During the presummer monsoon, SST is getting warm due to clear skies, rise in solar insolation, and reduced winds (WS <3 m/s in April; Figure 5(a)). These moderate winds and strong surface heating are instrumental in warming up the ocean surface, resulting in high surface temperature (SST >30°C in April-May; Figure 4(a)). However, as shown in Figure 5(a), the wind speed shows an increasing trend as the monsoon sets. SST gets cool and reaches above 27°C (28°C) on average in summer 2016 (2017) from July to September due to strong winds and cooling in the air temperature. During this period, the effect of wind force is high as compared to the premonsoon, and the turbulent mixing causes the cool surface waters to sink into a deeper layer, resulting in a deeper thermocline (up to 90 m) in July-August of 2016. In comparison, the SST in this region is cooler by almost 1°C in 2016 than in 2017, which is concurrent with the negative (positive) IOD events in 2016 (2017) with a low (high) SST in the western tropical Indian Ocean compared to the eastern part. The strong correlation, which is observed between SST and SAT patterns, represents a strong coupling between the ocean and the atmosphere in this region. These variability patterns highlight the fundamental role of SAT on SST. Quite different behavior is, however, seen in this region, where ILD amplitude is always smaller in the winter monsoon and larger in the summer and post-summer monsoons. As can be seen from Figure 5(b), the two-year distribution of ILD reveals significant fall in ILD amplitude during the summer monsoon in 2017 than in 2016. The smaller ILD amplitude from December to March indicates the weaker nature of the convective mixing during the winter monsoon, where larger amplitude from June to September represents the dominant nature of the winds stirring and Ekman pumping during the summer monsoon. In short, the mechanisms describing the air-sea feedback, as well as the relationship between wind and thermodynamic parameters, indicate that SST is mainly driven by wind force in this region. The smaller ILD amplitude from December to March indicates the weaker nature of the convective mixing during the winter monsoon, where larger amplitude from June to September represents the dominant nature of the winds stirring and Ekman pumping during the summer monsoon.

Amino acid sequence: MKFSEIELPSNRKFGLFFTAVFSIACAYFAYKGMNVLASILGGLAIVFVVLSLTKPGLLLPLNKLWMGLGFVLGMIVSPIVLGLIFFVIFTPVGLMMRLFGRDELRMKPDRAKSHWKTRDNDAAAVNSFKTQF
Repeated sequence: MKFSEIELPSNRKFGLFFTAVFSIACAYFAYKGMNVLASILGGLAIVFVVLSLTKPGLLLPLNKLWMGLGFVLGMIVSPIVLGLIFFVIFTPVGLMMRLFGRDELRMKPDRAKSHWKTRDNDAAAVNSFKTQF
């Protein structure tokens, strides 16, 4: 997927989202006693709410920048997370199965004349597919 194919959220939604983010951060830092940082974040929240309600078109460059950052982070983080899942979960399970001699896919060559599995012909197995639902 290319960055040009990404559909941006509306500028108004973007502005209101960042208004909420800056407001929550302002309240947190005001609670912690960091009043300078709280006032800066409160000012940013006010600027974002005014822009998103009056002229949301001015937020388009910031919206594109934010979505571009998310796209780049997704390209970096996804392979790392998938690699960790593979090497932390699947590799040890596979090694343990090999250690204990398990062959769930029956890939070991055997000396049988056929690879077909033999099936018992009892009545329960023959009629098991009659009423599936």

3.2. Central Arabian Sea